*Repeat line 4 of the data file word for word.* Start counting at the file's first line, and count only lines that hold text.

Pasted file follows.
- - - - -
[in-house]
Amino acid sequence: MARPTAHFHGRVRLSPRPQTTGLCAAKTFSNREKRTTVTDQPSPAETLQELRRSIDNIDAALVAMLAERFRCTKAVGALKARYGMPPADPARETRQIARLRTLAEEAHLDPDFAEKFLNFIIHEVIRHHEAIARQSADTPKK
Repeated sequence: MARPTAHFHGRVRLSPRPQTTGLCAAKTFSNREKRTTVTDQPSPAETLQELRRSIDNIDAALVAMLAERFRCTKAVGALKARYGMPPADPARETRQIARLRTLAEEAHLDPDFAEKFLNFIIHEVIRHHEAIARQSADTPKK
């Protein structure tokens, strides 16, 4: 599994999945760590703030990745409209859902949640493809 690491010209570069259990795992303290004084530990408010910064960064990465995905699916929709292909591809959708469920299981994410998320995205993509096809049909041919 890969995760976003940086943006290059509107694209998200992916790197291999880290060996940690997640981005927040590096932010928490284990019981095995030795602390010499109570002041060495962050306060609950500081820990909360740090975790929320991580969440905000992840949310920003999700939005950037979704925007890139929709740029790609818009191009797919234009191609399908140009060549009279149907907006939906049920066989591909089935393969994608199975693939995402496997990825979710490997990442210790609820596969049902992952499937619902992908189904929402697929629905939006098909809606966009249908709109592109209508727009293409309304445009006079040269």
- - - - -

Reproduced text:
């Protein structure tokens, strides 16, 4: 599994999945760590703030990745409209859902949640493809 690491010209570069259990795992303290004084530990408010910064960064990465995905699916929709292909591809959708469920299981994410998320995205993509096809049909041919 890969995760976003940086943006290059509107694209998200992916790197291999880290060996940690997640981005927040590096932010928490284990019981095995030795602390010499109570002041060495962050306060609950500081820990909360740090975790929320991580969440905000992840949310920003999700939005950037979704925007890139929709740029790609818009191009797919234009191609399908140009060549009279149907907006939906049920066989591909089935393969994608199975693939995402496997990825979710490997990442210790609820596969049902992952499937619902992908189904929402697929629905939006098909809606966009249908709109592109209508727009293409309304445009006079040269």